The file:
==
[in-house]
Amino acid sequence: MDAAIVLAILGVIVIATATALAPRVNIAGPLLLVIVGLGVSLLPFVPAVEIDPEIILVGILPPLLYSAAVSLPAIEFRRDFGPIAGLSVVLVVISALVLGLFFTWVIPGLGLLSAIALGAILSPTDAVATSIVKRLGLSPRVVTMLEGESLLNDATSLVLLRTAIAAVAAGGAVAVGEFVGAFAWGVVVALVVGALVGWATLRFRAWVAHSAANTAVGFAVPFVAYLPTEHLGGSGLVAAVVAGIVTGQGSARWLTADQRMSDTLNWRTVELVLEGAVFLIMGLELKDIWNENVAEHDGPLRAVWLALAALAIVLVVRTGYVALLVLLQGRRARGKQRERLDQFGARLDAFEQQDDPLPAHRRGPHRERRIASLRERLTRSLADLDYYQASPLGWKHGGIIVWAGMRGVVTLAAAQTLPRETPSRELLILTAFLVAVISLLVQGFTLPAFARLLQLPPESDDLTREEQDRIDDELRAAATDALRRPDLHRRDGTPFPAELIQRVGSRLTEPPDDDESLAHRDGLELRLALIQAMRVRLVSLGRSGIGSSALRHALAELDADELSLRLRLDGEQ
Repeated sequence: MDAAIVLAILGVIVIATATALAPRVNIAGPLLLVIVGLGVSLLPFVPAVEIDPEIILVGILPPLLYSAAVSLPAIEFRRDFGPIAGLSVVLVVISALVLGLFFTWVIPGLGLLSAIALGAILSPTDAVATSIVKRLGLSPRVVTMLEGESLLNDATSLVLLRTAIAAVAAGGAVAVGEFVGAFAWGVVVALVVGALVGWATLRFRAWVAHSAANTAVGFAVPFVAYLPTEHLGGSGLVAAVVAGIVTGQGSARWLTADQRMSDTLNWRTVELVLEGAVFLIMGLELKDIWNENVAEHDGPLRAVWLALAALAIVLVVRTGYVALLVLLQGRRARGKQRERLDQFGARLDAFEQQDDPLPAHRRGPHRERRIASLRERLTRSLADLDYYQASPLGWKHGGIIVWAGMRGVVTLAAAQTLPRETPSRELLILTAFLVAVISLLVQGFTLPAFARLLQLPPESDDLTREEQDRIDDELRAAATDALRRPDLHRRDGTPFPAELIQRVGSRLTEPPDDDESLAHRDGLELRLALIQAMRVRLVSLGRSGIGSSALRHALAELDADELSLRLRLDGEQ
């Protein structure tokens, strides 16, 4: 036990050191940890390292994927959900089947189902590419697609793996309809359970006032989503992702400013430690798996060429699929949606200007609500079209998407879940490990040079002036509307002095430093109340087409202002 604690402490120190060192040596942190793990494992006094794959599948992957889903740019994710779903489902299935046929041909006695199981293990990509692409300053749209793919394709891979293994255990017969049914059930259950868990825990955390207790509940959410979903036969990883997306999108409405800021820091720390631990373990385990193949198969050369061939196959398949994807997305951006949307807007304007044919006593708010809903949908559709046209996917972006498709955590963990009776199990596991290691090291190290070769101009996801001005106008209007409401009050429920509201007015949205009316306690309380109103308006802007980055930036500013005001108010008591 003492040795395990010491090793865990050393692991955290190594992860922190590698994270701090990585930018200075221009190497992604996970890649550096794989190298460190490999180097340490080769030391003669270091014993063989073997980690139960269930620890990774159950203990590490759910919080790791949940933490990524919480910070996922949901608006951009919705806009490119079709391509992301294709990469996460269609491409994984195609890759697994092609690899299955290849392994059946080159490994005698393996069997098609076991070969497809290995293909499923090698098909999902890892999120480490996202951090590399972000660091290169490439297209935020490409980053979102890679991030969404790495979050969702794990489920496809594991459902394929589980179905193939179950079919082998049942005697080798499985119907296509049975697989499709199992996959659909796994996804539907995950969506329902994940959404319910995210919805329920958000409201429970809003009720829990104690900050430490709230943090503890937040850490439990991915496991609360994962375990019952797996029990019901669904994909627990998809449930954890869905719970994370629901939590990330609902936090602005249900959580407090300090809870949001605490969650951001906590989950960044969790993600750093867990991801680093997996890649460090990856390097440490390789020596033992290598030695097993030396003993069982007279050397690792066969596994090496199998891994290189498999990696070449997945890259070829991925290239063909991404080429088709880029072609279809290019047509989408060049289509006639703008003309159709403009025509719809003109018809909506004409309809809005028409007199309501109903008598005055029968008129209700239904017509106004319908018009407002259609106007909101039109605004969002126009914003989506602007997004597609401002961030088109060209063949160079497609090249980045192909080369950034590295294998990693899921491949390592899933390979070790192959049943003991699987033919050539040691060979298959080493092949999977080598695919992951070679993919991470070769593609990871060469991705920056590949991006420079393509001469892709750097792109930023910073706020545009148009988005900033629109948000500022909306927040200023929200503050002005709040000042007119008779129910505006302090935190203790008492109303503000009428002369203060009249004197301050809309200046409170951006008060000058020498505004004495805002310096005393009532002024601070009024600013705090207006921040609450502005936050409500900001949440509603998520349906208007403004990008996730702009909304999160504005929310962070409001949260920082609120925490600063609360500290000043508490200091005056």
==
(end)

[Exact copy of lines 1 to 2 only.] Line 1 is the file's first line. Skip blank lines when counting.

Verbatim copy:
[in-house]
Amino acid sequence: MDAAIVLAILGVIVIATATALAPRVNIAGPLLLVIVGLGVSLLPFVPAVEIDPEIILVGILPPLLYSAAVSLPAIEFRRDFGPIAGLSVVLVVISALVLGLFFTWVIPGLGLLSAIALGAILSPTDAVATSIVKRLGLSPRVVTMLEGESLLNDATSLVLLRTAIAAVAAGGAVAVGEFVGAFAWGVVVALVVGALVGWATLRFRAWVAHSAANTAVGFAVPFVAYLPTEHLGGSGLVAAVVAGIVTGQGSARWLTADQRMSDTLNWRTVELVLEGAVFLIMGLELKDIWNENVAEHDGPLRAVWLALAALAIVLVVRTGYVALLVLLQGRRARGKQRERLDQFGARLDAFEQQDDPLPAHRRGPHRERRIASLRERLTRSLADLDYYQASPLGWKHGGIIVWAGMRGVVTLAAAQTLPRETPSRELLILTAFLVAVISLLVQGFTLPAFARLLQLPPESDDLTREEQDRIDDELRAAATDALRRPDLHRRDGTPFPAELIQRVGSRLTEPPDDDESLAHRDGLELRLALIQAMRVRLVSLGRSGIGSSALRHALAELDADELSLRLRLDGEQ